Internship Tips: Stand Up For Yourself, Make Contacts & Have Fun

Posted November 20, 2013 by
Business intern working at the office

Business intern working at the office. Photo courtesy of Shutterstock.

Congratulations! You landed a coveted internship with a company or non-profit organization that has the potential to teach you volumes about the realities of your chosen career. You’re not getting paid very much (pretty close to minimum wage), but you’d rather spend a summer in this relevant workplace than stock shelves or wait on tables. And you’re pretty sure you’ve hit paydirt. After all, you won’t just be learning the ropes of your chosen profession in this place, you’ll also be mingling and forming relationships with potential mentors who can help you find a real job after you graduate.

So everything is coming up roses for you right now. But make sure you stay on this positive track throughout the summer. Here are a few tips that can help you make the most of your opportunity.

Internship Tips for a Fun & Productive Summer

Your internship can help you much farther down the road if you follow these tips:

1.   Know what you want to get out of this experience. And get it. You aren’t being paid enough to take abuse, or to be pushed into a corner to sort file folders day after day. You’re here to learn and gain exposure to multiple aspects of this business, so if that’s what you need, make sure that’s how your experience plays out. Stay in control and speak up.

2.  Be appreciative. Recognize that your employers are doing you a favor by bringing you into the office without the training and skills required to offer much value. So make their lives easier by doing what you can to stay out of the way while you learn and observe. Try not to let your actions, your questions, and your presence cause your employer to lose money or customers.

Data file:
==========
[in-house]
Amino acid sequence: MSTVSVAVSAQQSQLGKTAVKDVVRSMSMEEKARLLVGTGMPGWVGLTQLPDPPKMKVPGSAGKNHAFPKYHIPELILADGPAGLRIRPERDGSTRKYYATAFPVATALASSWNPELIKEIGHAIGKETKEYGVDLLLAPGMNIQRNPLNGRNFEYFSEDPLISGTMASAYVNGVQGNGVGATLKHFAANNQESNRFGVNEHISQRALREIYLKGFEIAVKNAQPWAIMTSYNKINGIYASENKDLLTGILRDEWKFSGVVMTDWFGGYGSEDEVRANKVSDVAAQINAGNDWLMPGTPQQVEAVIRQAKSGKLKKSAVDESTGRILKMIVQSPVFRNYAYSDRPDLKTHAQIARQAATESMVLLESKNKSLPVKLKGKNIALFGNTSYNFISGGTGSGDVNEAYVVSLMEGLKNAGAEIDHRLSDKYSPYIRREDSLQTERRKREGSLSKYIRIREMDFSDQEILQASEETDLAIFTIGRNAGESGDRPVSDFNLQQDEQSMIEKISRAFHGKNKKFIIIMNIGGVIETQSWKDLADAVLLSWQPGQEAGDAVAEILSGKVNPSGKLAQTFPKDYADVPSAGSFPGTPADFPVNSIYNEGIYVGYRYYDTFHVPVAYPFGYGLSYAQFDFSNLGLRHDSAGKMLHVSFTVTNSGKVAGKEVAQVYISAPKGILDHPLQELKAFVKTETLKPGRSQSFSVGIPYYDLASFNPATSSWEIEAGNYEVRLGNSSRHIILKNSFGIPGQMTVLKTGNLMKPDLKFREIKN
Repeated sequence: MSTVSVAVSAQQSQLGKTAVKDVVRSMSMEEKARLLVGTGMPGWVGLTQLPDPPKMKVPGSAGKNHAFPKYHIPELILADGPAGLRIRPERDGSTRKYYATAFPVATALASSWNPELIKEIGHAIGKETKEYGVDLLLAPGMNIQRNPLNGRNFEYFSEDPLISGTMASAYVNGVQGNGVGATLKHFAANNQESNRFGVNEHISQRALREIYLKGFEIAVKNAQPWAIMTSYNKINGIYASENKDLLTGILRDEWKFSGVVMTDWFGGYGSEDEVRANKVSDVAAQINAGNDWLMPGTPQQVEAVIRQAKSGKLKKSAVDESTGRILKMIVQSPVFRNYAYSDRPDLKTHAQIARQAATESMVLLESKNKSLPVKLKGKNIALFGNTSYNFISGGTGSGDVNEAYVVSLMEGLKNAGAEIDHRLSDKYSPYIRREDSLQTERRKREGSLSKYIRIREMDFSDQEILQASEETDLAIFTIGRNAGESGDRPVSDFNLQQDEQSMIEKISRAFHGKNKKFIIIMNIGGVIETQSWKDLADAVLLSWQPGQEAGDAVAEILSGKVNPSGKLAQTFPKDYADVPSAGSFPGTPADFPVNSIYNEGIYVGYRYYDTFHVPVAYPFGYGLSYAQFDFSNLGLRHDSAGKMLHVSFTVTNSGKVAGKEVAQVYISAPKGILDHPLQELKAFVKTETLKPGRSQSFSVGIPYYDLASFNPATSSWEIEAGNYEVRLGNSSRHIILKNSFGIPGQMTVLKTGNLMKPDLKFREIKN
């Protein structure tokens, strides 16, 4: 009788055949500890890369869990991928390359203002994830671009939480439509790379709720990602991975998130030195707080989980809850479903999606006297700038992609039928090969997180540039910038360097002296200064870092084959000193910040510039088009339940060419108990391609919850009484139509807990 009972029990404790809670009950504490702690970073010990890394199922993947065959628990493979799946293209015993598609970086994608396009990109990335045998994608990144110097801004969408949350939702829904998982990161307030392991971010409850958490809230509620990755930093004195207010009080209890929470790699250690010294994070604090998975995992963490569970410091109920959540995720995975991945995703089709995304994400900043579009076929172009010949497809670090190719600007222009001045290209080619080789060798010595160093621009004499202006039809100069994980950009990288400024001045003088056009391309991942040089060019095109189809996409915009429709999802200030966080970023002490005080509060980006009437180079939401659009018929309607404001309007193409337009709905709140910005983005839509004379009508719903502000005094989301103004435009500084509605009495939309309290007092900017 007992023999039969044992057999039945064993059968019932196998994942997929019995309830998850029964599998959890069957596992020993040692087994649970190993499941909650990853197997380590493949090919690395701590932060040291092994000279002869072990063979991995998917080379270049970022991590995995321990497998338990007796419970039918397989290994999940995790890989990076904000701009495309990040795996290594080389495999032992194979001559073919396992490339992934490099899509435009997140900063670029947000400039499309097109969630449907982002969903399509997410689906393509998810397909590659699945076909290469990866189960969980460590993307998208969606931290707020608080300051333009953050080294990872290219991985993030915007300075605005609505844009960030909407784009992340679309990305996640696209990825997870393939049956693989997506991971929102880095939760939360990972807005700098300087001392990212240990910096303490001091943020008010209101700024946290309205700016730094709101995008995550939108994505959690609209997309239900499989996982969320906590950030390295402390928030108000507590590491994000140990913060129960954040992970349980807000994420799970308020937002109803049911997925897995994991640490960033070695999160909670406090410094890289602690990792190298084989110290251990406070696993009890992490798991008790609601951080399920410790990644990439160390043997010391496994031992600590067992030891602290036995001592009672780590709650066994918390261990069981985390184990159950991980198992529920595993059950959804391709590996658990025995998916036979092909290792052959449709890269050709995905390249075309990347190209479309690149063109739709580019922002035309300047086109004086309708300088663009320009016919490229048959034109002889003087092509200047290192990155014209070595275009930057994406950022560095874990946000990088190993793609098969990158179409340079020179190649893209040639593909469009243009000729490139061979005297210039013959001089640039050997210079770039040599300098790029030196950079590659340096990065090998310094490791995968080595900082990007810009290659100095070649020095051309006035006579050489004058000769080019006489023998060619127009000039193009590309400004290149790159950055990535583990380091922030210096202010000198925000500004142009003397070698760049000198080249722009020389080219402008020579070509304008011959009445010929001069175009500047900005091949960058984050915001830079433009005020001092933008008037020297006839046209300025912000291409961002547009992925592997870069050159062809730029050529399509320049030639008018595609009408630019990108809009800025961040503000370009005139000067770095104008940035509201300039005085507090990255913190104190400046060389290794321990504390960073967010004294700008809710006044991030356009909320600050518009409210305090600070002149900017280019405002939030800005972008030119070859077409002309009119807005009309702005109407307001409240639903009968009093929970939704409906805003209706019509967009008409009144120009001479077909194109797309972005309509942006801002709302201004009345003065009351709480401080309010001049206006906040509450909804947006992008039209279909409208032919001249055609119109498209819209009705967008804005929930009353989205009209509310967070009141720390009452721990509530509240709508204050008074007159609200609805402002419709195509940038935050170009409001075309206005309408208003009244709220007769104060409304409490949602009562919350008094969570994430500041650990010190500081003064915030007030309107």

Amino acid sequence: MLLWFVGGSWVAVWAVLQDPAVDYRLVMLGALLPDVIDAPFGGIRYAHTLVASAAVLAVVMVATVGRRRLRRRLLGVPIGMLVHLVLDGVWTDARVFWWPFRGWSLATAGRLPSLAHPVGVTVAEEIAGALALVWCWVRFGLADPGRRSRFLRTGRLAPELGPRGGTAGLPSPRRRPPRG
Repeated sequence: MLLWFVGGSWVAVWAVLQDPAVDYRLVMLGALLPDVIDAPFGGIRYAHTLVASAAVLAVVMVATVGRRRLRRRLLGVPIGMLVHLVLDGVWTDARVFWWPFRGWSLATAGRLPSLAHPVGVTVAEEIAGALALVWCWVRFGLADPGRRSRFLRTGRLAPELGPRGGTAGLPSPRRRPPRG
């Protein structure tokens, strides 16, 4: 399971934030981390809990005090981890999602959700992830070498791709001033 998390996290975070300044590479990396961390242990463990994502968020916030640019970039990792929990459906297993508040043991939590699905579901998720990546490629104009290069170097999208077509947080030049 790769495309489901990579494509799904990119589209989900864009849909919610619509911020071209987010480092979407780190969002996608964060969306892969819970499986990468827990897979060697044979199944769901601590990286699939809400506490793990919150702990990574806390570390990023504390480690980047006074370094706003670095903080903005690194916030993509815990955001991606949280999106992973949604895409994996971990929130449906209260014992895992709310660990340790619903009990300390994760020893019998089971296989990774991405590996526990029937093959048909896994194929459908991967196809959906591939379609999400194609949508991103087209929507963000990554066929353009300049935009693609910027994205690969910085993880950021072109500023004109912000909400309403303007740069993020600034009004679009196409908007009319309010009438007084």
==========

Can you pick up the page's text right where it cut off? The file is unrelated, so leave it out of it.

3.   Make friends. Even on an off-day, try to be an energetic and pleasant presence. Really listen when people are talking to you, and be as helpful as you possibly can (again, without getting in the way). You may not be able to handle real clients just yet, but you can provide coffee and friendly conversation to those who can.

4.   If you can’t make it in, call. Most interns don’t realize what it means to their employers when they simply make an effort to check in. When you don’t show up, people worry, and when they worry, they become distracted and annoyed. Just be there, and when you can’t be there, pick up the phone. Consider this your first foray into the most fundamental aspect of professional behavior.

5.   Demonstrate that you take your projects seriously. Don’t allow yourself to be bullied or criticized, but within limits, show that you care deeply about the outcome of the projects you take on—even the smallest ones.

6.   Dress well. Consider this practice. The way you dress and the rituals you go through on weekday mornings will become pattern, and pattern will become habit, and habit will become life. This summer, practice going the extra mile in the morning and showing up every day in a freshly pressed dress shirt or heels. See how it feels and how well it suits you to iron a shirt at 6:00 am or stride down the street in a pair of taupe stilettos.

At the end of the summer, you’ll put this gig behind you and go back to school. But sooner or later, you’ll be coming into a workplace like this all year round. Now is your chance to observe this environment—and this industry—with clear eyes and find out if it’s right for you.

LiveCareer (, home to America’s #1 Resume Builder, connects job seekers of all experience levels and career categories to all the tools, resources and insider tips needed to win the job. Find LiveCareer on Youtube and visit LiveCareer’s Google+ page for even more tips and advice on all things career and resume-related.

Print Friendly, PDF & Email

Posted in Career Advice for Job Seekers | Tagged Tagged , , , , , , , , , , , ,